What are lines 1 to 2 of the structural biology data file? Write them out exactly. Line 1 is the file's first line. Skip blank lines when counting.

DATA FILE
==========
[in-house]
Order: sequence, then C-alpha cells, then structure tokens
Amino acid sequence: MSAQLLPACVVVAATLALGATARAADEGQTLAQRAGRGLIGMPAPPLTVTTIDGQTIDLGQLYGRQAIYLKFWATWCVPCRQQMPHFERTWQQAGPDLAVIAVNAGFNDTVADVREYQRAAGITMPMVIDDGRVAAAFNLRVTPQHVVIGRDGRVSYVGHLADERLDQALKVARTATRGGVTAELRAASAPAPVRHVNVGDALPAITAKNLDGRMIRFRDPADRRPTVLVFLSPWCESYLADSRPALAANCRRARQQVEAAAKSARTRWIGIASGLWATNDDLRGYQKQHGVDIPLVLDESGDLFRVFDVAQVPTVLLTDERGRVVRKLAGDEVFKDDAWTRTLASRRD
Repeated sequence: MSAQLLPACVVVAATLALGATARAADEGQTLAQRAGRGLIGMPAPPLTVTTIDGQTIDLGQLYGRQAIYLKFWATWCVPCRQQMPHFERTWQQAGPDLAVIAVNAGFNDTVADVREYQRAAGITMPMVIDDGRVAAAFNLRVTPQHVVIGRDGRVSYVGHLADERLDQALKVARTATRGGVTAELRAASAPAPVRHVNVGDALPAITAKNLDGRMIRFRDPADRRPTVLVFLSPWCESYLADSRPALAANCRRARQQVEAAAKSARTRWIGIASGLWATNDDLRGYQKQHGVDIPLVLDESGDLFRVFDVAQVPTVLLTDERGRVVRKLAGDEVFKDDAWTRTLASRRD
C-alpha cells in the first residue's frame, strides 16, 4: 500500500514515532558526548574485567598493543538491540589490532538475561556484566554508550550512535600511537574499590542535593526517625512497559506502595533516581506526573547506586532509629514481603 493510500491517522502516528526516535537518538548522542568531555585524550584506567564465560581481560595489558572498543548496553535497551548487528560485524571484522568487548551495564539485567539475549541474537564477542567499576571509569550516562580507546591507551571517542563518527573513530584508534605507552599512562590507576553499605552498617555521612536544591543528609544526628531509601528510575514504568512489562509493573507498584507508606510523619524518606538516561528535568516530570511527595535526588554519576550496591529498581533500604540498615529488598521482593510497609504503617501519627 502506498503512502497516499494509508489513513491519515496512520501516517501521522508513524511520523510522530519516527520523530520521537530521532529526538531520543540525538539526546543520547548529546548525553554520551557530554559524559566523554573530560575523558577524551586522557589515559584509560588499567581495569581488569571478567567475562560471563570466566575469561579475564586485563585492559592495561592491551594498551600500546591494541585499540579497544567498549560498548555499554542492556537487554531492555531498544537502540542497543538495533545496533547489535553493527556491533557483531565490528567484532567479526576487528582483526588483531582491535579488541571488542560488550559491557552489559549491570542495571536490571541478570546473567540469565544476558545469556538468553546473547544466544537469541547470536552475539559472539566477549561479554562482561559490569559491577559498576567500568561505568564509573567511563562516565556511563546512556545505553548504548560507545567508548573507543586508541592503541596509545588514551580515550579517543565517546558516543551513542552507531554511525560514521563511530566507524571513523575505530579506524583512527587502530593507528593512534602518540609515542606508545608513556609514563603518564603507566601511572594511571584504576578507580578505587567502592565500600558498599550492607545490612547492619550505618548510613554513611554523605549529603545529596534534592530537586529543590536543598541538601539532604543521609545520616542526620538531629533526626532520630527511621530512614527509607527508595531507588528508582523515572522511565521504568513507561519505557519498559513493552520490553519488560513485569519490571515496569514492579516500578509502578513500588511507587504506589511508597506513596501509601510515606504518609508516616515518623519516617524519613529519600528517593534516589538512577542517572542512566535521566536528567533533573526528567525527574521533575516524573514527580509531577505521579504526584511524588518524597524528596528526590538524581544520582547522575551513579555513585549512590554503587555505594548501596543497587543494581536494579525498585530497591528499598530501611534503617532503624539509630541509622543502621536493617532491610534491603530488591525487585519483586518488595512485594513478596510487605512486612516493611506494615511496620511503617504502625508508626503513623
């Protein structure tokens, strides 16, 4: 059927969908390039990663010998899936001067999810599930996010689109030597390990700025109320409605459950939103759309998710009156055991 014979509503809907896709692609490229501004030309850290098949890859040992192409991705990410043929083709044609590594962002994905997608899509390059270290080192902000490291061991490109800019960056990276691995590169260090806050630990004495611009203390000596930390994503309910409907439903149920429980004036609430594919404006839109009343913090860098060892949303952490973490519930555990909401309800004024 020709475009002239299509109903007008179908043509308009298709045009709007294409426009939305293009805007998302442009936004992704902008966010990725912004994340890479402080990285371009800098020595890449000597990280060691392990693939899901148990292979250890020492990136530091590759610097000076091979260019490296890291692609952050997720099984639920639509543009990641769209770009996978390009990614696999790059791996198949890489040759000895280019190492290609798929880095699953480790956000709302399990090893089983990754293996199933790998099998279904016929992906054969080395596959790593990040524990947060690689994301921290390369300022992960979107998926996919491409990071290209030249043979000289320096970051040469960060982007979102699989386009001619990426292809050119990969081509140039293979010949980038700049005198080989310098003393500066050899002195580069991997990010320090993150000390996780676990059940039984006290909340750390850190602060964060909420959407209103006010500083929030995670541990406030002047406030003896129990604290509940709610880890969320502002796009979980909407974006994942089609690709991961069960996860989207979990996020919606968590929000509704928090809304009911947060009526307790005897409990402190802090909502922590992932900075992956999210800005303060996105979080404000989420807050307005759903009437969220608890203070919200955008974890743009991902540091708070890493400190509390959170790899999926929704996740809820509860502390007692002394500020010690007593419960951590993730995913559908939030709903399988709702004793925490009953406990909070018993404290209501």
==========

[in-house]
Order: sequence, then C-alpha cells, then structure tokens